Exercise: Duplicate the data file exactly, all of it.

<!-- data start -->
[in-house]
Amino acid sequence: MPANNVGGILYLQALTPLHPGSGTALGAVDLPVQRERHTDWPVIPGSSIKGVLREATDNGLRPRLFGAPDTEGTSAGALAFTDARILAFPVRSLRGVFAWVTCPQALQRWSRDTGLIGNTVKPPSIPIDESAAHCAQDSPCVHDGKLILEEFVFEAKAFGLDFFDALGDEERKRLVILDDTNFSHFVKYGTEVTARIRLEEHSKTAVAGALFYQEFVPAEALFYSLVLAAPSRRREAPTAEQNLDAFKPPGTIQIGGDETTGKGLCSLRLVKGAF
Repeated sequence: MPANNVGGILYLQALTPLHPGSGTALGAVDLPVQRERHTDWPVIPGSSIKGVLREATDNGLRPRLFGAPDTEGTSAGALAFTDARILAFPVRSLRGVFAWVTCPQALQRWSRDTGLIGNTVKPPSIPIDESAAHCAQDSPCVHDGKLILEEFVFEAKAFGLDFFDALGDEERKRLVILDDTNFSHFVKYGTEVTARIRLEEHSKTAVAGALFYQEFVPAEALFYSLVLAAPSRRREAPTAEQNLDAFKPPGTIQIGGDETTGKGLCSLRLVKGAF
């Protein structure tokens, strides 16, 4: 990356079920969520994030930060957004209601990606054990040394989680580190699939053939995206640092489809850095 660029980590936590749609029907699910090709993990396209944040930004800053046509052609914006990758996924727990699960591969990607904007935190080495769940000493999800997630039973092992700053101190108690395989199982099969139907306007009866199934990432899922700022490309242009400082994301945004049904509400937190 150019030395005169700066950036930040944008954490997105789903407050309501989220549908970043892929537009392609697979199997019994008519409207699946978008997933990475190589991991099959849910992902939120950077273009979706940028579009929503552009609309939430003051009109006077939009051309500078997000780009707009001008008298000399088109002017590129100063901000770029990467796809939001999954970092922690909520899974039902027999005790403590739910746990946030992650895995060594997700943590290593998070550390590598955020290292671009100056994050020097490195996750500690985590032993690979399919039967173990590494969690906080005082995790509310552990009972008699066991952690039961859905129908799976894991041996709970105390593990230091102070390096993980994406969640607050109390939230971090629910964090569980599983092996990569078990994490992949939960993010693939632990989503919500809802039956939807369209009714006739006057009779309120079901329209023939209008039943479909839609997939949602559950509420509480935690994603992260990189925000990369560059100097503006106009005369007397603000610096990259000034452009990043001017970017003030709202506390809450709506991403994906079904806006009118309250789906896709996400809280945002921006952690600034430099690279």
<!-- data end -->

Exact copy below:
[in-house]
Amino acid sequence: MPANNVGGILYLQALTPLHPGSGTALGAVDLPVQRERHTDWPVIPGSSIKGVLREATDNGLRPRLFGAPDTEGTSAGALAFTDARILAFPVRSLRGVFAWVTCPQALQRWSRDTGLIGNTVKPPSIPIDESAAHCAQDSPCVHDGKLILEEFVFEAKAFGLDFFDALGDEERKRLVILDDTNFSHFVKYGTEVTARIRLEEHSKTAVAGALFYQEFVPAEALFYSLVLAAPSRRREAPTAEQNLDAFKPPGTIQIGGDETTGKGLCSLRLVKGAF
Repeated sequence: MPANNVGGILYLQALTPLHPGSGTALGAVDLPVQRERHTDWPVIPGSSIKGVLREATDNGLRPRLFGAPDTEGTSAGALAFTDARILAFPVRSLRGVFAWVTCPQALQRWSRDTGLIGNTVKPPSIPIDESAAHCAQDSPCVHDGKLILEEFVFEAKAFGLDFFDALGDEERKRLVILDDTNFSHFVKYGTEVTARIRLEEHSKTAVAGALFYQEFVPAEALFYSLVLAAPSRRREAPTAEQNLDAFKPPGTIQIGGDETTGKGLCSLRLVKGAF
């Protein structure tokens, strides 16, 4: 990356079920969520994030930060957004209601990606054990040394989680580190699939053939995206640092489809850095 660029980590936590749609029907699910090709993990396209944040930004800053046509052609914006990758996924727990699960591969990607904007935190080495769940000493999800997630039973092992700053101190108690395989199982099969139907306007009866199934990432899922700022490309242009400082994301945004049904509400937190 150019030395005169700066950036930040944008954490997105789903407050309501989220549908970043892929537009392609697979199997019994008519409207699946978008997933990475190589991991099959849910992902939120950077273009979706940028579009929503552009609309939430003051009109006077939009051309500078997000780009707009001008008298000399088109002017590129100063901000770029990467796809939001999954970092922690909520899974039902027999005790403590739910746990946030992650895995060594997700943590290593998070550390590598955020290292671009100056994050020097490195996750500690985590032993690979399919039967173990590494969690906080005082995790509310552990009972008699066991952690039961859905129908799976894991041996709970105390593990230091102070390096993980994406969640607050109390939230971090629910964090569980599983092996990569078990994490992949939960993010693939632990989503919500809802039956939807369209009714006739006057009779309120079901329209023939209008039943479909839609997939949602559950509420509480935690994603992260990189925000990369560059100097503006106009005369007397603000610096990259000034452009990043001017970017003030709202506390809450709506991403994906079904806006009118309250789906896709996400809280945002921006952690600034430099690279």